The improvements in machinery for printing, which constitute the fourth head of the invention, relate principally to the operations of feeding, conducting, and delivering the paper during the operation of printing. Fig. 5, is a front elevation of the concave cylindrical printing-machine, described in the specification of the patent of 1847, with the present improvements adapted thereto; and fig. 6, is a plan view of a portion of the cylinder and framework. a, a, is the framework of the machine; and b, b, is the main cylinder, in the interior of which the forms of type are imposed. This cylinder is mounted on antifriction rollers c, and driven as described in the specification of the above-mentioned patent. d, d, are the printing-rollers, mounted in brackets attached to the framework; e, e, are the distributing-rollers; f, is one of the inking-rollers; g, is the ink-fountain; and h, is the vibrating roller for supplying the inking-table with ink. The inking apparatus is also driven as described in the former patent. The position of the form of type is represented at i. a, a, are the feeding-boards, upon which the paper to be fed into the machine is placed; and b, b, are the delivery-boards, which receive the paper after it has been printed upon: these boards move in slides, in order to allow of their being taken out separately when required. c, c, are rollers, mounted in a vibrating frame k, and extending across the machine. Around these rollers an endless blanket d, is passed, which is furnished with strips of a sticky substance for picking up the paper and feeding it into the machine. These strips are shewn at s, s, in the enlarged views, figs. 7, and 8. e, e, are pinions, mounted on the ends of the rollers c; and into these pinions fixed vertical racks/, /, gear, as shewn in the drawing. At each end of the frame k, in which the feedingrollers c, are mounted, is fixed a lever g, which oscillates vertically on a fulcrum h, projecting from the framing a, a.—i, is a strong spring, fixed to the framework, which raises the lever g, by pressing upon its short arm. This spring is furnished with a roller i*, which is acted upon by a cam j, (shewn by dots in fig. 5,) fixed to the interior of the main cylinder. To the longitudinal stationary piece k, are fixed hooked guide-springs I, which partly surround the printing-cylinder d. m, are delivering-bands, passing round rollers n, supported by brackets attached to the feeding-board a, immediately above. The delivering-bands m, are severally furnished with looped pieces of India-rubber, leather, or other elastic substance m*, denominated " skating-pieces." These skating-pieces are intended, as the paper is delivered from the printing-roller, to press it upon and slide it up a rail o, o, which is termed a " skating-rail." To the chase, containing the form of type, are affixed "margin-pieces" p, as shewn at figs. 7, and 9. These pieces project above the printing surface of the types about one -sixteenth of an inch, and are made of India-rubber, leather, or some other elastic substance.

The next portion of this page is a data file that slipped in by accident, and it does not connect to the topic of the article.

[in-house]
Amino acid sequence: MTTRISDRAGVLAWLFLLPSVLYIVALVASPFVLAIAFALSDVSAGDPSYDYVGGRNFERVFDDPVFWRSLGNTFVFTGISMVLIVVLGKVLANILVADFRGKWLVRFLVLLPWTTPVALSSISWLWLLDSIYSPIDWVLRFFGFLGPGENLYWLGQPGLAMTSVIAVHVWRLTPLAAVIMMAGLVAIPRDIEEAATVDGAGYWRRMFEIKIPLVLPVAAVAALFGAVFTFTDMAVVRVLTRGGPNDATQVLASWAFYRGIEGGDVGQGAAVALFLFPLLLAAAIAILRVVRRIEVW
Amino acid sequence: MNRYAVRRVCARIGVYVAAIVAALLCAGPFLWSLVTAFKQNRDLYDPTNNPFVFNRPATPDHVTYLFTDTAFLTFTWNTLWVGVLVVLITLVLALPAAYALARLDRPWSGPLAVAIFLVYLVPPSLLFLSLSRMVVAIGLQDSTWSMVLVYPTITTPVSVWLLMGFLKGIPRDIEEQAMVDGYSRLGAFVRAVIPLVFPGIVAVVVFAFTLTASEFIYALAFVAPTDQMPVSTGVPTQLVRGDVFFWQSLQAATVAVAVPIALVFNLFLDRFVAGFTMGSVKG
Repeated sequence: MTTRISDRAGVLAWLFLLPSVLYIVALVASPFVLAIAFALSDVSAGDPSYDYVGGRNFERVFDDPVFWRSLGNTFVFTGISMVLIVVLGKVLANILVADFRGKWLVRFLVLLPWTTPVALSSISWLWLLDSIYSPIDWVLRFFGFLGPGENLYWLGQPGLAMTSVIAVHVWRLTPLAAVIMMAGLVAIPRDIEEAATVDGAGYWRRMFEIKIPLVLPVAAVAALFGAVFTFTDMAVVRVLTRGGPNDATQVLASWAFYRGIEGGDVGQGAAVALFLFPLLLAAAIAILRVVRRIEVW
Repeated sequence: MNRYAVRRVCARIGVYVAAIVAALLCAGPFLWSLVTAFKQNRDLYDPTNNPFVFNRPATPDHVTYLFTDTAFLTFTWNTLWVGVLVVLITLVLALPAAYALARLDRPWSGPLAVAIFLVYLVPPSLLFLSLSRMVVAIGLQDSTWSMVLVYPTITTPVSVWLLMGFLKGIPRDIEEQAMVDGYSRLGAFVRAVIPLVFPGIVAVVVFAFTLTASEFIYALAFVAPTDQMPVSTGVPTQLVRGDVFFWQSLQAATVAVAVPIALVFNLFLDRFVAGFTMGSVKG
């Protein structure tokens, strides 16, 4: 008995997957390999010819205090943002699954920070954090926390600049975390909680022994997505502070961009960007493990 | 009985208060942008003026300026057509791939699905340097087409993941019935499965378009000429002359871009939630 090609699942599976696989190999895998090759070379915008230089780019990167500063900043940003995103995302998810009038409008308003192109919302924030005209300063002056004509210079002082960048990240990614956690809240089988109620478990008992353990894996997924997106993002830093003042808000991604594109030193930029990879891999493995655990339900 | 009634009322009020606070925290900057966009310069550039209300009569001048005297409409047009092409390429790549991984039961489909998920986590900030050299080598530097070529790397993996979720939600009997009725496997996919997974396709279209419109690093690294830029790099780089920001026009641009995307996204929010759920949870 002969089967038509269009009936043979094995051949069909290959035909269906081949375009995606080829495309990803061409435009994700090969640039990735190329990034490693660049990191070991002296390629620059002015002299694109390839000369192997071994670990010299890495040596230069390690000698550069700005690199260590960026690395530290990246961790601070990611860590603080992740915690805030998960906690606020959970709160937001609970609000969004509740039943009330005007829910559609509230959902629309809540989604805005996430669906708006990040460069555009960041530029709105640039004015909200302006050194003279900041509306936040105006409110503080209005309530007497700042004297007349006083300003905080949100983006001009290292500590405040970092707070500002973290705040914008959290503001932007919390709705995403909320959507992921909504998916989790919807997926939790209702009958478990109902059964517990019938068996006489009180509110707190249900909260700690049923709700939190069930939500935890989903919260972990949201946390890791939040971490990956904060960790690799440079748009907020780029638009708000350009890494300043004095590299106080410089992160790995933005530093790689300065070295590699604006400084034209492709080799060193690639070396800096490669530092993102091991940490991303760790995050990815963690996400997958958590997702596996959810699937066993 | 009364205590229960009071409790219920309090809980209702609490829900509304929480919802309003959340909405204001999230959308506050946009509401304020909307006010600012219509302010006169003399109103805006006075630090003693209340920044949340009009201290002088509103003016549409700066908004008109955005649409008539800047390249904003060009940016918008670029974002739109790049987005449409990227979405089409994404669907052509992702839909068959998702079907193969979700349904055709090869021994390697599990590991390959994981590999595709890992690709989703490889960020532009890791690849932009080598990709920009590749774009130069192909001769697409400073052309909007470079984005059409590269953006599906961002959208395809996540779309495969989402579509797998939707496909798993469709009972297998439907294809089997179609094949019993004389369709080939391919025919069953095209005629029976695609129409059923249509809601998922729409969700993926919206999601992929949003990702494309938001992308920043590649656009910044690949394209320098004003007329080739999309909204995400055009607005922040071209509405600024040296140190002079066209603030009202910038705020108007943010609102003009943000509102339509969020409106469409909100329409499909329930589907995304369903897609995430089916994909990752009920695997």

The operation of this machine is as follows: — Paper having been placed upon the feeding-board a, (as at z,) motion is communicated to the main cylinder b, as described in the former specification, when the cam/, (shewn by dots at fig. 5,) will raise the spring i, from the lever g, (as shewn also by dots at fig. 5,), and the vibrating-frame k, with the feeding-rollers c, will be allowed to fall upon the paper z, on the feeding-board a, by which the top sheet of paper will be caused to adhere to the sticky strips s. The cam/, having passed the spring i, allows that spring to fall and press upon the lever g, by which the said lever is made to raise the frame k, and rollers c, c; which rollers, in rising, are caused to revolve by means of the toothed pinion working in the fixed rack f; and the sticky strips, which are attached to the endless blanket d, surrounding the rollers, will lift up a sheet of paper from the board a, (as shewn at fig. 7); and the rollers c, c, revolving within the blanket d, and strips s, (by the rack and pinion, as before mentioned) will cause that sheet to be moved forward, until its advancing margin comes in contact with the hooked springs I, I. Simultaneously with this just-described progress of the sheet, it is progressively detached from the sticky strips s, by means of wires q, which stretch across the oscillating frame k, in the spaces between the sticky strips: the ends of these wires are fixed to the frame k. The paper is now in a position to be carried forward by the marginpieces p, and printing-cylinder d, and next between the printing surface and printing-cylinder d. Simultaneously with this last progressive motion of the paper, the sheet slides upon the hooked wires I, and also becomes detached from the printing surface, and is progressively guided round the printing-cylinder d, until it is caught between the skating-pieces m*, (attached to the band m,) and the polished skating-rail o, o, (as shewn at fig. 7). These skating-pieces continue to cause the advancing corners of the paper to slide forward until they leave the rail and allow the sheet to fall down. By this time the feeding-rollers will have fed another sheet beneath the printing-roller d, ready to be operated upon by the margin-pieces p, hooked wires I, and second skating-pieces m**.